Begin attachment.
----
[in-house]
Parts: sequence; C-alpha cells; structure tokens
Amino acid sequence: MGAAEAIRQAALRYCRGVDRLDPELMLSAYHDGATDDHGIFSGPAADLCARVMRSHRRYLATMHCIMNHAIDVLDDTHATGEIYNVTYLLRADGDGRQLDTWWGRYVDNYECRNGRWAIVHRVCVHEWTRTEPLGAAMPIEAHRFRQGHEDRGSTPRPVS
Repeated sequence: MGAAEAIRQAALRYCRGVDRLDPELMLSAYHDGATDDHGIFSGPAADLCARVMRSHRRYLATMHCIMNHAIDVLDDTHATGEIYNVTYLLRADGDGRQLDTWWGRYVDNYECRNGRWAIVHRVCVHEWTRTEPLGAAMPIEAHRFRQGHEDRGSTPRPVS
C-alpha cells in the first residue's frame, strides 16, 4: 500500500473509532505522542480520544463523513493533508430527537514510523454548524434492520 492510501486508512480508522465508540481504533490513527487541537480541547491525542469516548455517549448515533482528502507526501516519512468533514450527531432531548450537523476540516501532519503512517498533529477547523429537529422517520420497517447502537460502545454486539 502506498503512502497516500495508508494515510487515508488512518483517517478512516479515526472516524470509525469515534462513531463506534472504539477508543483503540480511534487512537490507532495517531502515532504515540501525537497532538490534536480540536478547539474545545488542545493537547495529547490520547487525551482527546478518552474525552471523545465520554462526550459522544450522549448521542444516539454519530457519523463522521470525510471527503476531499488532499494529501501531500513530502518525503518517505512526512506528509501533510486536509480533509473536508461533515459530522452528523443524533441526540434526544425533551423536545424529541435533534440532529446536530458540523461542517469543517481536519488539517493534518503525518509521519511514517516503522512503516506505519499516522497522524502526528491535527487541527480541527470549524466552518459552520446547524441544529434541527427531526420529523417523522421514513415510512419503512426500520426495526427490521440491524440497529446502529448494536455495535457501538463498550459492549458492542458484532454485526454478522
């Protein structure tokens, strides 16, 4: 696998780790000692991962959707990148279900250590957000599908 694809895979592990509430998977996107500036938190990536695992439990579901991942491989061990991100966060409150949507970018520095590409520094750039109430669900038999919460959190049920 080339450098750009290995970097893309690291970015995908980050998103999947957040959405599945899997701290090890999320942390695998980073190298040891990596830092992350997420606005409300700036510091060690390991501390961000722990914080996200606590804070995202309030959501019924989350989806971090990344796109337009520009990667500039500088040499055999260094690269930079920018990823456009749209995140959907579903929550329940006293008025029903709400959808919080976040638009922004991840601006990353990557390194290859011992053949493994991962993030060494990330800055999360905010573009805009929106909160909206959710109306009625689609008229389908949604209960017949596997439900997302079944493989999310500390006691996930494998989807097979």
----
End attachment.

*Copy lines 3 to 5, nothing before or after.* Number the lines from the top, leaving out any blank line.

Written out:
Amino acid sequence: MGAAEAIRQAALRYCRGVDRLDPELMLSAYHDGATDDHGIFSGPAADLCARVMRSHRRYLATMHCIMNHAIDVLDDTHATGEIYNVTYLLRADGDGRQLDTWWGRYVDNYECRNGRWAIVHRVCVHEWTRTEPLGAAMPIEAHRFRQGHEDRGSTPRPVS
Repeated sequence: MGAAEAIRQAALRYCRGVDRLDPELMLSAYHDGATDDHGIFSGPAADLCARVMRSHRRYLATMHCIMNHAIDVLDDTHATGEIYNVTYLLRADGDGRQLDTWWGRYVDNYECRNGRWAIVHRVCVHEWTRTEPLGAAMPIEAHRFRQGHEDRGSTPRPVS
C-alpha cells in the first residue's frame, strides 16, 4: 500500500473509532505522542480520544463523513493533508430527537514510523454548524434492520 492510501486508512480508522465508540481504533490513527487541537480541547491525542469516548455517549448515533482528502507526501516519512468533514450527531432531548450537523476540516501532519503512517498533529477547523429537529422517520420497517447502537460502545454486539 502506498503512502497516500495508508494515510487515508488512518483517517478512516479515526472516524470509525469515534462513531463506534472504539477508543483503540480511534487512537490507532495517531502515532504515540501525537497532538490534536480540536478547539474545545488542545493537547495529547490520547487525551482527546478518552474525552471523545465520554462526550459522544450522549448521542444516539454519530457519523463522521470525510471527503476531499488532499494529501501531500513530502518525503518517505512526512506528509501533510486536509480533509473536508461533515459530522452528523443524533441526540434526544425533551423536545424529541435533534440532529446536530458540523461542517469543517481536519488539517493534518503525518509521519511514517516503522512503516506505519499516522497522524502526528491535527487541527480541527470549524466552518459552520446547524441544529434541527427531526420529523417523522421514513415510512419503512426500520426495526427490521440491524440497529446502529448494536455495535457501538463498550459492549458492542458484532454485526454478522